View Full Version : Which medium lens 130 or 150mm for Sinar F2

Jean Nightingale
10-Dec-2006, 10:35
Looking for a medium length lens for my Sinar F2. Using it for cathedral interiors so need to be able to lift front without vinyetting. I have a 90mm. but it is so dark to see that I'm waiting for my Maxwell screen to arrive. Also looking at Frederick Evans work I'm not sure I want the vast views.Any simple advice gladly received.I know there's an article on home page but its very technical.
Jean N.

Ron Marshall
10-Dec-2006, 11:00
Unless you opt for a heavy and expensive lens such as the Schneider SSXL 150, the most rise from currently available lenses in your range is SSXL 110: 82mm, Rodenstock APO Sironar S: 50mm. If I remember correctly, the combined rear fall and front rise on the Sinar F2 is 100mm. So the SSXL 110 will get you close to that.

Frank Petronio
10-Dec-2006, 12:31
Faster lenses and darker dark clothes are the answer. Sometimes the fresnel screens introduce more hassles than they are worth with wide angles. I tried several, I prefer naked ground glass and a good 9x loupe.

Try to keep things real dark and let your eyes adjust.

For the money, a 150 Sironar-S (not the N) gives a lot of coverage and quality.

JJ Viau
10-Dec-2006, 12:46
I am using a F2 with a 110 XL, also for architecture and I never saw the end of the image circle. As a complementary lens I use a 210 and increasingly a 180mm since a 150mm plasmat just does not cover enough!

Robert Ley
10-Dec-2006, 12:57
For Cathedral interiors you may want a lens a little wider, say a 135 or a 120. The Schneider 110 SSXL was mentioned and that would be a great lens with a large IC. The 120 Super Angulon has almost as large an IC, but is f:8. I have a 135 WF Ektar that has a large IC for a 135 (230mm) and might work well for you also. When your Maxwell screen arrives you should have alot less problem with your 90 f:8. They are great screens and you will never regret the $$$$ spent. Where are you located and what Cathedrals are you shooting?

David Karp
10-Dec-2006, 12:58
There are so many tradeoffs. A 150mm is nice for architecture, especially if you don't need the expansive views offered by the wider lenses.

I think you will find that the 135mm lenses don't have a lot of extra movement. Even the Fujinon CM-W, with its 208mm image circle does not give you that much. In contrast, an APO-Sironar-S 150mm gives you a 231mm image circle, and a 150mm Schneider APO-Symmar-L gives you 233mm. If you are looking for a less expensive used 150mm, a good choice would be an older Fujinon NW (labeled W on the lens barrel), which is EBC multicoated and has a 224mm image circle. I have one of these and like it.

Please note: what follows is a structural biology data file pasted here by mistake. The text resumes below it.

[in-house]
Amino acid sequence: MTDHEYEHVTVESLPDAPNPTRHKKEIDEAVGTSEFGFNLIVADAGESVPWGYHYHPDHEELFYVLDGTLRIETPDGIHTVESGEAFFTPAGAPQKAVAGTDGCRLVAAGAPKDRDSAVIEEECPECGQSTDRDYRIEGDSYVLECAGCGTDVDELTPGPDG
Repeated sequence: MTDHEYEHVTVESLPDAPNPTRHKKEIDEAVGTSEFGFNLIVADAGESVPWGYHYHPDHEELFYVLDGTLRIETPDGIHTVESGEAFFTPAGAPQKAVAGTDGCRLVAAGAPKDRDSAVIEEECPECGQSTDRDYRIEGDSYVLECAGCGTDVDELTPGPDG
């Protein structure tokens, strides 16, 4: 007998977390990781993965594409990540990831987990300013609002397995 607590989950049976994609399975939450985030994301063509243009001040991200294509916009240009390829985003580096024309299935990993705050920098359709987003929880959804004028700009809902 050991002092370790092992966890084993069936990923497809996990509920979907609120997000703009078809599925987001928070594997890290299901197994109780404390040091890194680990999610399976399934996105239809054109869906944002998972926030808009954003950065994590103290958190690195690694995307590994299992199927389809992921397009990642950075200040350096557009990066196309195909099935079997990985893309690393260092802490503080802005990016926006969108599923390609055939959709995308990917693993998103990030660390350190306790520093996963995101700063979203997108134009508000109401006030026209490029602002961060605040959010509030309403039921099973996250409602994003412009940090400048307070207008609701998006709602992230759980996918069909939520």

Other alternatives: a Fujinon CM-W 125mm f/5.6 with a 204mm image circle (it gives a wider angle and almost as much circle as the 135mm Fujinon), and a 120mm f/5.6 Super-Symmar HM with a 211mm image circle. I have the older 125mm Fujinon NW (labeled W on the barrel). I really like it a lot, but sometimes the 198mm image circle is limiting for architecture. The focal length is really nice for architecture when it works.

All of the above is assuming that you don't want any of the big, heavy, expensive lenses like the 105mm f/8 Fujinon SW, 115mm f/6.8 Grandagon N, 125mm Fujinon f/8 Fujinon W, or 120mm f/8 Nikkor W or Super Angulon. These all have big, big image circles that give plenty of rise. The Nikkor covers 8x10.

Of course, that 110mm Super-Symmar XL is an awesome lens if you can afford it and its 288mm reported image circle and f/5.6 max aperture.

JW Dewdney
10-Dec-2006, 16:51
I wouldn't be too concerned with coverage if I were you. It's a red herring. Be concerned with angle of view. i.e. - you will need rise on the 150 just to get the same angle of view (on the ceiling, say) that the 135 already has covered with NO movement. Sorry there are no easy solutions. You need to go to the space and figure out where you want to put the camera - then figure out what details you want in the scene.